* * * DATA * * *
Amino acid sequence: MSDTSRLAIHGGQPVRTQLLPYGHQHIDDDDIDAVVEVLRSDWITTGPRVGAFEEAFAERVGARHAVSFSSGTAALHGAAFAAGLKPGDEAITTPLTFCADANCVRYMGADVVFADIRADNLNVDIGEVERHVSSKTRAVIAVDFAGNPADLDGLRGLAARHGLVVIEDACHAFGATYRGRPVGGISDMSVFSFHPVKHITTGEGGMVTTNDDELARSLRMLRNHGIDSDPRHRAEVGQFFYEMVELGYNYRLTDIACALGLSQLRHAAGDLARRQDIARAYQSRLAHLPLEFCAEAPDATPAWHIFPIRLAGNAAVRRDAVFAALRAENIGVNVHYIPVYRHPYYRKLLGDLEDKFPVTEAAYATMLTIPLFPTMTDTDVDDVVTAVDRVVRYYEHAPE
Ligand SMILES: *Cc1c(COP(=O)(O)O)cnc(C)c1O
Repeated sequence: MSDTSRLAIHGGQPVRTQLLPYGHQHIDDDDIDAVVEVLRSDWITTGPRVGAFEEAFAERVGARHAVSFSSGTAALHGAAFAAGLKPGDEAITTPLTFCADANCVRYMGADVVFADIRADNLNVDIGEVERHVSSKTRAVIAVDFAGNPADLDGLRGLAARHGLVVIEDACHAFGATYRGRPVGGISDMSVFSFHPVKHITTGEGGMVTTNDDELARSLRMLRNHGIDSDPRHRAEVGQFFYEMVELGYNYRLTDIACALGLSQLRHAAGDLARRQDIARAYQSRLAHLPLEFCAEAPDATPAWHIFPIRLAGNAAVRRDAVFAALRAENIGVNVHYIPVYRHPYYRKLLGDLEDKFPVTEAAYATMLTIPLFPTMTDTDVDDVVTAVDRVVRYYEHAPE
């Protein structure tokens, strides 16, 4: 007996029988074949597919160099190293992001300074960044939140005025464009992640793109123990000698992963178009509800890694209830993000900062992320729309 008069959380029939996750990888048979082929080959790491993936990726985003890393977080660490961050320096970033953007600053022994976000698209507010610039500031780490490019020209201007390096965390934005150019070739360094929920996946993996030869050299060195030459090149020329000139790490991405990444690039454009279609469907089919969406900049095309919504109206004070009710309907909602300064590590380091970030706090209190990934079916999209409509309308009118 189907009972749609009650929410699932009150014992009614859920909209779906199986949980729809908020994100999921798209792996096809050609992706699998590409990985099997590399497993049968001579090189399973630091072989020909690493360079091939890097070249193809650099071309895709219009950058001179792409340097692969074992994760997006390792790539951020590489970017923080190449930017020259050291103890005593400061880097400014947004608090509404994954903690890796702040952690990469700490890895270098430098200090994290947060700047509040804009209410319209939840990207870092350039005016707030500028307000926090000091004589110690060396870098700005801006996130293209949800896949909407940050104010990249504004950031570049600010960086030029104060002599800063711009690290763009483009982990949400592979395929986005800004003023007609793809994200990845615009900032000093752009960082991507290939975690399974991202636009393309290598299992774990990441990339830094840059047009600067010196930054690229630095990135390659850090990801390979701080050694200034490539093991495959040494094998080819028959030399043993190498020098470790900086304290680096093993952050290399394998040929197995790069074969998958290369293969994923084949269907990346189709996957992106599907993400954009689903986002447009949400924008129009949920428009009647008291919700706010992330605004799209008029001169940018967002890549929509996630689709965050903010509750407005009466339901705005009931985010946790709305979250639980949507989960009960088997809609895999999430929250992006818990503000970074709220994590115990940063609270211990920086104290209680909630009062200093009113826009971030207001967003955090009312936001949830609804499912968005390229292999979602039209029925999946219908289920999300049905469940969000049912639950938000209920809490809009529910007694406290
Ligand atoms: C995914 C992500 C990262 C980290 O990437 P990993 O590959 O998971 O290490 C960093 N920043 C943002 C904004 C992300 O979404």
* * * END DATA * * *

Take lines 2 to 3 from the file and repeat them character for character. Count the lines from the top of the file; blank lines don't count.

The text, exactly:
Ligand SMILES: *Cc1c(COP(=O)(O)O)cnc(C)c1O
Repeated sequence: MSDTSRLAIHGGQPVRTQLLPYGHQHIDDDDIDAVVEVLRSDWITTGPRVGAFEEAFAERVGARHAVSFSSGTAALHGAAFAAGLKPGDEAITTPLTFCADANCVRYMGADVVFADIRADNLNVDIGEVERHVSSKTRAVIAVDFAGNPADLDGLRGLAARHGLVVIEDACHAFGATYRGRPVGGISDMSVFSFHPVKHITTGEGGMVTTNDDELARSLRMLRNHGIDSDPRHRAEVGQFFYEMVELGYNYRLTDIACALGLSQLRHAAGDLARRQDIARAYQSRLAHLPLEFCAEAPDATPAWHIFPIRLAGNAAVRRDAVFAALRAENIGVNVHYIPVYRHPYYRKLLGDLEDKFPVTEAAYATMLTIPLFPTMTDTDVDDVVTAVDRVVRYYEHAPE